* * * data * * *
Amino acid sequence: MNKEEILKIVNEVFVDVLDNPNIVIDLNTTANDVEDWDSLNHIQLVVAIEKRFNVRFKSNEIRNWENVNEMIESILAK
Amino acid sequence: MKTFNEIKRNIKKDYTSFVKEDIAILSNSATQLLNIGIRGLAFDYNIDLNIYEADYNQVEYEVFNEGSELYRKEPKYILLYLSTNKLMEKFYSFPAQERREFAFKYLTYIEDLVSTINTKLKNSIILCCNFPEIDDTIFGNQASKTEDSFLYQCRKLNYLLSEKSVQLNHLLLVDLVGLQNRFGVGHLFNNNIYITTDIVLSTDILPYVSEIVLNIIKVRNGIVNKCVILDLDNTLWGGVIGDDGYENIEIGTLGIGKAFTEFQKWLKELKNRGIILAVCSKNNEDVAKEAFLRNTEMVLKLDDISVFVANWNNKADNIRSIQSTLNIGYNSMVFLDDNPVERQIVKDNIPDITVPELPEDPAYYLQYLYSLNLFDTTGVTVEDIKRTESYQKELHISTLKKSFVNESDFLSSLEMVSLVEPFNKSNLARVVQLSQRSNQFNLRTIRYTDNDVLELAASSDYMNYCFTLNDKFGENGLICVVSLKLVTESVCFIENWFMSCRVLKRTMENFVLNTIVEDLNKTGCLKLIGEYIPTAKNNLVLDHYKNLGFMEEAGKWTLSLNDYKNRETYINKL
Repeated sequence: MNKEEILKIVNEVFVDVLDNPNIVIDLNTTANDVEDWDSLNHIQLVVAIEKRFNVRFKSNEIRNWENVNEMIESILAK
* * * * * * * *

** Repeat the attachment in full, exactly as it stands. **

Amino acid sequence: MNKEEILKIVNEVFVDVLDNPNIVIDLNTTANDVEDWDSLNHIQLVVAIEKRFNVRFKSNEIRNWENVNEMIESILAK
Amino acid sequence: MKTFNEIKRNIKKDYTSFVKEDIAILSNSATQLLNIGIRGLAFDYNIDLNIYEADYNQVEYEVFNEGSELYRKEPKYILLYLSTNKLMEKFYSFPAQERREFAFKYLTYIEDLVSTINTKLKNSIILCCNFPEIDDTIFGNQASKTEDSFLYQCRKLNYLLSEKSVQLNHLLLVDLVGLQNRFGVGHLFNNNIYITTDIVLSTDILPYVSEIVLNIIKVRNGIVNKCVILDLDNTLWGGVIGDDGYENIEIGTLGIGKAFTEFQKWLKELKNRGIILAVCSKNNEDVAKEAFLRNTEMVLKLDDISVFVANWNNKADNIRSIQSTLNIGYNSMVFLDDNPVERQIVKDNIPDITVPELPEDPAYYLQYLYSLNLFDTTGVTVEDIKRTESYQKELHISTLKKSFVNESDFLSSLEMVSLVEPFNKSNLARVVQLSQRSNQFNLRTIRYTDNDVLELAASSDYMNYCFTLNDKFGENGLICVVSLKLVTESVCFIENWFMSCRVLKRTMENFVLNTIVEDLNKTGCLKLIGEYIPTAKNNLVLDHYKNLGFMEEAGKWTLSLNDYKNRETYINKL
Repeated sequence: MNKEEILKIVNEVFVDVLDNPNIVIDLNTTANDVEDWDSLNHIQLVVAIEKRFNVRFKSNEIRNWENVNEMIESILAK